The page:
we want them to believe that if they don’t come back, they may miss out on new publishing submission guidelines, literary agents asking for submissions, what’s selling in the market. we want them to use the blog as a tool to help them become successful, so we’re working hard at trying to build a reputation that we know it first. hopefully, this goal will be met in the near future, particularly once we upload our new website at year’s end(thank you darren for the tip that will lead to our move from blogger.com)

    Also What hooks draw you into other blogs?

    great information

    i like pretty pictures on pages

    i like to know what’s the latest hot thing in online media, so i’m always searching

  2. pcunix says:

    I’ve had a web page since 1997 – actually a few years earlier, but it was very small and mostly private until then. Anyway, over the years, I’ve had many comments, almost all positive. I collected a few at http://aplawrence.com/comments.html and I read them when I need cheering up :-) The common theme is “clear”, “informative”, “helpful”.

    What *I* look for is information and personality. I’d rather read about how someone struggled with a problem and fixed it than just read *how* to fix it.

    It’s personality that keeps me coming back to here – there are plenty of other sites that have similar content, but I like Darren’s style.

  3. I’ve found that personality is one of the things that brings me back to blogs over and over. Information can be obtained quickly using a search engine and much information contained in blogs is usually created using the same primary sources as other blogs use, i.e. news wires, corporate websites, etc.

    It’s the personality and style of the author that makes the raw information or news stand out. A blog author whose blog I often read has a criterion for judging blogs: passion. A blog will stand out if the author is passionate about what ever topic she or he is writing about.

    If personality and passion weren’t involved in blogging, people would just go straight to the primary sources to obtain their information. Blogs add value by allowing personality to shine through.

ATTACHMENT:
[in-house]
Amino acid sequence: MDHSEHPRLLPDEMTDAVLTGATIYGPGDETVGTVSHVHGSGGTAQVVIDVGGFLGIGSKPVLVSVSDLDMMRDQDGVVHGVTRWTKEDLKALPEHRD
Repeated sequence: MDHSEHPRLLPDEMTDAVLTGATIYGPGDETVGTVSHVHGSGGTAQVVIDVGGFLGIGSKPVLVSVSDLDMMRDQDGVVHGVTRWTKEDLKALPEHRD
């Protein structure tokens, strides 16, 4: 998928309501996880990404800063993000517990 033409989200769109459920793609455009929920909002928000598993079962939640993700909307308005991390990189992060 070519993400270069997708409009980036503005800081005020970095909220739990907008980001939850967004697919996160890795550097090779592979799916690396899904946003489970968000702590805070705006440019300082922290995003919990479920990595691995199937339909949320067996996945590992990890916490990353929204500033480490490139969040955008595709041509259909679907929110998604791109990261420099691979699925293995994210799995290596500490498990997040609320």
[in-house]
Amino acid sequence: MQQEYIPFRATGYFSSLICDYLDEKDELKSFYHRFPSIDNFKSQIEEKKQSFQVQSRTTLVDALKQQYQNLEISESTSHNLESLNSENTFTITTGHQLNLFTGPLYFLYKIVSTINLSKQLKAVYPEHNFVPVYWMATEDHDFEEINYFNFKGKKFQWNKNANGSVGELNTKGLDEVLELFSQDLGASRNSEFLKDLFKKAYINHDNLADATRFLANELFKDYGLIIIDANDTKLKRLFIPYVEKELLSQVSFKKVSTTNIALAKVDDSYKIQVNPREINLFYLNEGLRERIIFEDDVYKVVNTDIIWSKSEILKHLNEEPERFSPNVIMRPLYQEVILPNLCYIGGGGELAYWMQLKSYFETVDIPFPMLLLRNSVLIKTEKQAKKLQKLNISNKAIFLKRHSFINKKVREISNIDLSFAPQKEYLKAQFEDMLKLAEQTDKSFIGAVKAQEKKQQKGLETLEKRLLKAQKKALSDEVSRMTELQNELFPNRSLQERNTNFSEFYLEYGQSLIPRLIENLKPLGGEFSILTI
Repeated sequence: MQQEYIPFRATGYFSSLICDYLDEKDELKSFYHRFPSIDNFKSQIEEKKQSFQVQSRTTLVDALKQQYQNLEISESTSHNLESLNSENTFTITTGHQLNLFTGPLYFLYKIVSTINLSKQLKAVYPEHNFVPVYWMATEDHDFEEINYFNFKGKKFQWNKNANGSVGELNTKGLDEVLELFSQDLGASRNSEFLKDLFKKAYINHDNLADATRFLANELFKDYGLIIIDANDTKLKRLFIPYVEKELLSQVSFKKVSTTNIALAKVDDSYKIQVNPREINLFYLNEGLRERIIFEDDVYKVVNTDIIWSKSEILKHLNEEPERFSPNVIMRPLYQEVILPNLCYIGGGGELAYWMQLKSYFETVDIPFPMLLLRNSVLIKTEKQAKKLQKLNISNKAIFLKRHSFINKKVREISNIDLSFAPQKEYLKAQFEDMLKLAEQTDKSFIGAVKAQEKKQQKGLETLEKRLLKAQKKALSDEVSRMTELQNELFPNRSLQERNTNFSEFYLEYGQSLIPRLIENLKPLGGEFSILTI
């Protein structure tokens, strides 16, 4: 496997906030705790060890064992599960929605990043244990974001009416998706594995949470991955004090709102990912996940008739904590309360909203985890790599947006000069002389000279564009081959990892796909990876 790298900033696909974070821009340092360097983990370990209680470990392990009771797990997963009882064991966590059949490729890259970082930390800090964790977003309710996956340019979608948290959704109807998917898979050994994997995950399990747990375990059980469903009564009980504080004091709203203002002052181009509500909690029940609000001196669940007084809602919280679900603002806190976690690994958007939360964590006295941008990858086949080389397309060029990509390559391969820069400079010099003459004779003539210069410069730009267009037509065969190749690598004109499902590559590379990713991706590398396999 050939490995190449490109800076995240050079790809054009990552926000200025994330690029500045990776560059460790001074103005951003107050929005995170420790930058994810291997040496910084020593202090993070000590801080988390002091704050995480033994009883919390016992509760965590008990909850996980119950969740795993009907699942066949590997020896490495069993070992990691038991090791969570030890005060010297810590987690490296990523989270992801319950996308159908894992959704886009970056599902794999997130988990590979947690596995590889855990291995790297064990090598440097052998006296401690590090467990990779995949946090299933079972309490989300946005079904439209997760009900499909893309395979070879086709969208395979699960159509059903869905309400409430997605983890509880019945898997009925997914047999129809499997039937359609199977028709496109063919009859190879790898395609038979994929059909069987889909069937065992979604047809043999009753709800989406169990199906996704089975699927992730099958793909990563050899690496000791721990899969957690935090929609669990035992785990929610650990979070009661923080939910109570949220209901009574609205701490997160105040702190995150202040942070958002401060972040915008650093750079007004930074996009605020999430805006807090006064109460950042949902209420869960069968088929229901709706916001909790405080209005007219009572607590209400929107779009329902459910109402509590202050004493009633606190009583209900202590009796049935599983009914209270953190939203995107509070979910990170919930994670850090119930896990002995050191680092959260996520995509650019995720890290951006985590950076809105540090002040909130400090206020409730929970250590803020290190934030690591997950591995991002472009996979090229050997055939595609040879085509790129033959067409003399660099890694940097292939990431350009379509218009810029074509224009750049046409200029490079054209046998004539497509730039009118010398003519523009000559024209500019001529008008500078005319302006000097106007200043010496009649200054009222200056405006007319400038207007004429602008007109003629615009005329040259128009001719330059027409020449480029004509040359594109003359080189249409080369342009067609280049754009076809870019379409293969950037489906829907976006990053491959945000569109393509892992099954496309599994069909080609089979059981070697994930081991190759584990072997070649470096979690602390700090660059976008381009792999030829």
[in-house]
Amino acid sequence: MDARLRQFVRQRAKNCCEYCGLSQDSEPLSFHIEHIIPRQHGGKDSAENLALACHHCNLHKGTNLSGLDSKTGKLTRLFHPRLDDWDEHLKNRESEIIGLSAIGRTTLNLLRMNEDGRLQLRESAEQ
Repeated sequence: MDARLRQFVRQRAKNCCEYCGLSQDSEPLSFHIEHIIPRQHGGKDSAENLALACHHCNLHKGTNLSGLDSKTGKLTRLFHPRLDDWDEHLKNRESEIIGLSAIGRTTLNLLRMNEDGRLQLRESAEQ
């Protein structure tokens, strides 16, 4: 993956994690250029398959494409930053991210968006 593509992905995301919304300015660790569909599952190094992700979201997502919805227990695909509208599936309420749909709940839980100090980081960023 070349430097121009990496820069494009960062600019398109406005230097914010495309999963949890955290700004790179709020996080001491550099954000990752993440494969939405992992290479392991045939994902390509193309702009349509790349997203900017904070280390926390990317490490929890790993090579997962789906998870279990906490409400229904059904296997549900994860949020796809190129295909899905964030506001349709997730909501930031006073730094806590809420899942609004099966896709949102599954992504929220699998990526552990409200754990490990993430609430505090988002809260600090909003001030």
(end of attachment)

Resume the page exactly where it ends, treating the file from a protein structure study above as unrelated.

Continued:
4. DWB says:

    Hey there,
    I cant really comment about what keeps my visitors coming back because I’ve only got a few returning visitors and blog has only been running a few weeks.
    I’ve got no real plans to become a pro blogger anytime soon but find this site an invaluable place to start for blogging advice- keep up the good work!!

    Generally I will return to a site or blog if it has been intelligently written (without deliberate misspellings from the hip-hop fraternity such as wid’, wot, ‘bin, coz, nuff etc…), and makes me laugh/smile and has reasonable sized posts (not 2 lines but not 10,000 words).

    chow for now
    DWB

  5. Tim Houghton says:

    Definitely humour! I’m convinced places like Engadget and The Register became huge because of their wacky commentary. Another great example is that Manolo guy you interviewed here a while back. I couldn’t care less about women’s shoes, but his blog is still worth reading :-)

  6. Darren,
    You are already doing that. There are lot of hooks in your blog. It is basically simple language, useful tips / advice ( ex. Chitika, How to blog, Google Adsense tips etc.) and latest information and interesting topics related to blog.

    Regards

    Krishna

  7. Kevin says:

    As mentioned previously on this site, Top 10 lists work great as well. They are easy to read and fun to distribute.

  8. Kent says:

    My blog is about how to make money online and I have found that if you give readers something that they can take away and apply to their own situation they will generally want to read more. There is a lot of information out there that is flashy and has great personality but offers no real substance. I agree that personality is a big factor but I believe that if you give somebody an idea or advice that helps them make money that they can’t really find anywhere you will have succeded in becoming a credible source for good information.